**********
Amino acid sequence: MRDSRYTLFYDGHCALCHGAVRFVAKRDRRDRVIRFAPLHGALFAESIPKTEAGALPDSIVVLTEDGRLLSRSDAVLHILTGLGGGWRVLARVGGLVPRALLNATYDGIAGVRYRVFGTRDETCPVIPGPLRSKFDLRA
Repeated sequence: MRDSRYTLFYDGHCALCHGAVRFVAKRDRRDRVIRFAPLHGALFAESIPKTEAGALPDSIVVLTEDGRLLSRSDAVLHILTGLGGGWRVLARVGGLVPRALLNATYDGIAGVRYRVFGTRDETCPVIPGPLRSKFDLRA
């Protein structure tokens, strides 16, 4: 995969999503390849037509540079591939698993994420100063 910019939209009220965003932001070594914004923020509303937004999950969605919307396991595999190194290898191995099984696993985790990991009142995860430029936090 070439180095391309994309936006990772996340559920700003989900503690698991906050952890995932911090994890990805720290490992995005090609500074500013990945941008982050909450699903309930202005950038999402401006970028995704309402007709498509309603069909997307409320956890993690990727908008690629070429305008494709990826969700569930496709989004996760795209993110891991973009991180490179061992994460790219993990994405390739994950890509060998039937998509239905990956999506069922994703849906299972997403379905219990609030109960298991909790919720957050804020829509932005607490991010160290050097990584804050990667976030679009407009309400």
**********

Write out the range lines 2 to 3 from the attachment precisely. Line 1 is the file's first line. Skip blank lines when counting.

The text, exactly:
Repeated sequence: MRDSRYTLFYDGHCALCHGAVRFVAKRDRRDRVIRFAPLHGALFAESIPKTEAGALPDSIVVLTEDGRLLSRSDAVLHILTGLGGGWRVLARVGGLVPRALLNATYDGIAGVRYRVFGTRDETCPVIPGPLRSKFDLRA
């Protein structure tokens, strides 16, 4: 995969999503390849037509540079591939698993994420100063 910019939209009220965003932001070594914004923020509303937004999950969605919307396991595999190194290898191995099984696993985790990991009142995860430029936090 070439180095391309994309936006990772996340559920700003989900503690698991906050952890995932911090994890990805720290490992995005090609500074500013990945941008982050909450699903309930202005950038999402401006970028995704309402007709498509309603069909997307409320956890993690990727908008690629070429305008494709990826969700569930496709989004996760795209993110891991973009991180490179061992994460790219993990994405390739994950890509060998039937998509239905990956999506069922994703849906299972997403379905219990609030109960298991909790919720957050804020829509932005607490991010160290050097990584804050990667976030679009407009309400």